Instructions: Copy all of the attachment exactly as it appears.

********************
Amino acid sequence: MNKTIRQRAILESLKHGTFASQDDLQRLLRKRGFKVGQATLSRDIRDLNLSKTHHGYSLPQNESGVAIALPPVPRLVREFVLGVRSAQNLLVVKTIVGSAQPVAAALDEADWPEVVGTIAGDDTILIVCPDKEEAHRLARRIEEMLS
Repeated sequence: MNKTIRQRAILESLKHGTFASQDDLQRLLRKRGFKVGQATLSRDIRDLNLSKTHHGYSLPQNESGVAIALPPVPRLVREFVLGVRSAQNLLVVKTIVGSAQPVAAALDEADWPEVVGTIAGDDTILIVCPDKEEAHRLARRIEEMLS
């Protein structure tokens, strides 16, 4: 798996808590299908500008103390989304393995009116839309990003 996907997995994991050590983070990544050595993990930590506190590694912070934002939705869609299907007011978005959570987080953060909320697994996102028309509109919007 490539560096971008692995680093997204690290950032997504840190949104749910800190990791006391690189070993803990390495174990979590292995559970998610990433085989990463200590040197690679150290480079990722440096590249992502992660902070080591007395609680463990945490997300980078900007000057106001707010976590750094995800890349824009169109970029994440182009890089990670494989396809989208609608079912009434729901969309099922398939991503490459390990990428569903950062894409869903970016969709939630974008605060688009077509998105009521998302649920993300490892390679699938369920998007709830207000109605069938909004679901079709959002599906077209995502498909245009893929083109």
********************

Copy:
Amino acid sequence: MNKTIRQRAILESLKHGTFASQDDLQRLLRKRGFKVGQATLSRDIRDLNLSKTHHGYSLPQNESGVAIALPPVPRLVREFVLGVRSAQNLLVVKTIVGSAQPVAAALDEADWPEVVGTIAGDDTILIVCPDKEEAHRLARRIEEMLS
Repeated sequence: MNKTIRQRAILESLKHGTFASQDDLQRLLRKRGFKVGQATLSRDIRDLNLSKTHHGYSLPQNESGVAIALPPVPRLVREFVLGVRSAQNLLVVKTIVGSAQPVAAALDEADWPEVVGTIAGDDTILIVCPDKEEAHRLARRIEEMLS
């Protein structure tokens, strides 16, 4: 798996808590299908500008103390989304393995009116839309990003 996907997995994991050590983070990544050595993990930590506190590694912070934002939705869609299907007011978005959570987080953060909320697994996102028309509109919007 490539560096971008692995680093997204690290950032997504840190949104749910800190990791006391690189070993803990390495174990979590292995559970998610990433085989990463200590040197690679150290480079990722440096590249992502992660902070080591007395609680463990945490997300980078900007000057106001707010976590750094995800890349824009169109970029994440182009890089990670494989396809989208609608079912009434729901969309099922398939991503490459390990990428569903950062894409869903970016969709939630974008605060688009077509998105009521998302649920993300490892390679699938369920998007709830207000109605069938909004679901079709959002599906077209995502498909245009893929083109």